Posted by Nathan Warner on

“Do not fear, for I am with you; Do not anxiously look about you, for I am your God. I will strengthen you, surely I will help you, Surely I will uphold you with My righteous right hand” (Isaiah 41:10).

Humans weren’t created for change and uncertainty.  In Eden, we existed in a timeless state without seasonal changes, financial uncertainty, fear of want, anxiety about the future, fear of abandonment, death, or separation.  God created us to be reliant—reliant on Him, and He is unchanging.  And with Him, we lived in a changeless state of perfection.  But after our rebellion against God, we found ourselves powerless against the harmful changes that violence, disease, loss, and death brought to our lives as a result of our sin.  Because God did not create us for this, we experience trauma, anxiety, fear, shock, numbness, and depression in the face of uncertainty and change.  Will it harm us?  What will tomorrow bring?  We can be overwhelmed, for “anxiety in a man’s heart weighs it down” (Pro. 12:25a).

Yet, even though the uncertainty of life in this fallen world has afflicted mankind for thousands of years with wars, plagues, destruction, etc., people’s lives remained fairly consistent, living in primarily one area, farming the land.  They might have moments or periods of trauma, anxiety, and fear (such as war or death), but overall, little changed day-to-day.  Up until the 20th Century, most people would have recognized the lifestyles described in the Bible, because they still lived it. 

But that all began to change with the industrialization of our modern world, which increasingly affects our day-to-day lives.  We gradually began to be saturated with more and more change, soaked progressively in uncertainty.  As time went on, we were inundated with more and more “news,” and expectations to learn and adapt to new ways of thinking and acting in our personal lives and in our professions.  While it can be healthy to be mentally and physically challenged, it must be done at a pace we can absorb.  But what if that pace is accelerating beyond our ability to adequately handle it, when the certainty of what we know is no longer “sure”?  What new change will happen tomorrow that will undermine what we know today?  How much time and energy will be required to learn how to safely navigate the change that threatens our peace?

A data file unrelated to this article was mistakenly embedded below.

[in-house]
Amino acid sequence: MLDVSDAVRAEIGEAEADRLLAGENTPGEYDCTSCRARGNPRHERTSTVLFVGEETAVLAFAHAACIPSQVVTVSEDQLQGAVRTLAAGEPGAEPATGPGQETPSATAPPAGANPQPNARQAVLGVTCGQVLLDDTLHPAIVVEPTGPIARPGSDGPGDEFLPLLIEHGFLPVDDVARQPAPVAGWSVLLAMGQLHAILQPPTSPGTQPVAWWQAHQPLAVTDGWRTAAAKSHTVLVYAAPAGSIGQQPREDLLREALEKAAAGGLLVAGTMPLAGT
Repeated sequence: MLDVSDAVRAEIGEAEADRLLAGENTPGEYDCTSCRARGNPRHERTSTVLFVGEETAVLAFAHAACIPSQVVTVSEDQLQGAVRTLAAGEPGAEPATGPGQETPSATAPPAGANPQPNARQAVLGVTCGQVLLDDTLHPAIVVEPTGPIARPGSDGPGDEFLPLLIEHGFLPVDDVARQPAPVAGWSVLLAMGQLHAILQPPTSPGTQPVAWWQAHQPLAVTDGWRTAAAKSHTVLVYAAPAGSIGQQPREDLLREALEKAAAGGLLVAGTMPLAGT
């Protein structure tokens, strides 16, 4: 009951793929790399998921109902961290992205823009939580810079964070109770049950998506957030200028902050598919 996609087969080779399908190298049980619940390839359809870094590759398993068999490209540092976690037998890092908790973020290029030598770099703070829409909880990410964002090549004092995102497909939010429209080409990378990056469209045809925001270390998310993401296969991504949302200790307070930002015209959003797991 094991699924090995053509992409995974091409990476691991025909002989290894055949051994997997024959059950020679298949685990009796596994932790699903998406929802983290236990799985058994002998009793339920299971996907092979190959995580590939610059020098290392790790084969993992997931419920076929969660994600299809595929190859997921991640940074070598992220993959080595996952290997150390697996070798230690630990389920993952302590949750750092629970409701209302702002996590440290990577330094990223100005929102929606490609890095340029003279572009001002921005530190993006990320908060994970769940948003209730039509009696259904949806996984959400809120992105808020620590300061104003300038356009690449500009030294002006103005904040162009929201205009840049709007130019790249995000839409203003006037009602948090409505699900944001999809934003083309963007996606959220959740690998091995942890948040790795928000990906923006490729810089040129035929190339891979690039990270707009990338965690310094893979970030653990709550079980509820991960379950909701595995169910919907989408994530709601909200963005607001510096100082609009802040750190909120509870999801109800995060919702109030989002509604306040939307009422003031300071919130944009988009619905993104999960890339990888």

We don’t do well with sudden, persistent changes to our environment.  And in the last couple decades the world has been speeding up with change coming at an alarming pace.  Our physical and spiritual natures were not designed for these sorts of constant interruptions to the natural flow of life.  The acceleration of change today is too fast and intense for many people to cope with—it is overwhelming and oppressive, causing shock, anxiety, and depression because there is nothing that can be relied on anymore—the “knowns” are always changing on us.  People are desperately searching for something to cling to—something that is unmoving and solid to depend on. 

It is no mistake that what people are searching for is an exact description of God’s nature: “God is our refuge and strength, a very present help in trouble. Therefore we will not fear, though the earth should change and though the mountains slip into the heart of the sea; though its waters roar and foam, though the mountains quake at its swelling pride” (Ps. 46:1-3). “He only is my rock and my salvation, My stronghold; I shall not be greatly shaken” (Ps. 62:2).  We were created to rely on the Rock! 

In these rapidly changing times when everything seems to be accelerating and we feel we can barely keep up, let’s turn our eyes away from the uncertainty of this fallen life and the “overload” of our days to the certainty of God’s unchanging nature.  “Jesus Christ is the same yesterday and today and forever” (Heb. 13:8)— cast “all your anxiety on Him, because He cares for you” (1 Pt. 5:7).  He has told us, “Do not let your heart be troubled; believe in God, believe also in Me” (Jn. 14:1).  Amen.

Tags: abandonment, anxiety, change, death, eden, fear, foundation, future, god, hectic, loss, news, numbness, overload, rely, rock, separation, shock, trauma, uncertainty


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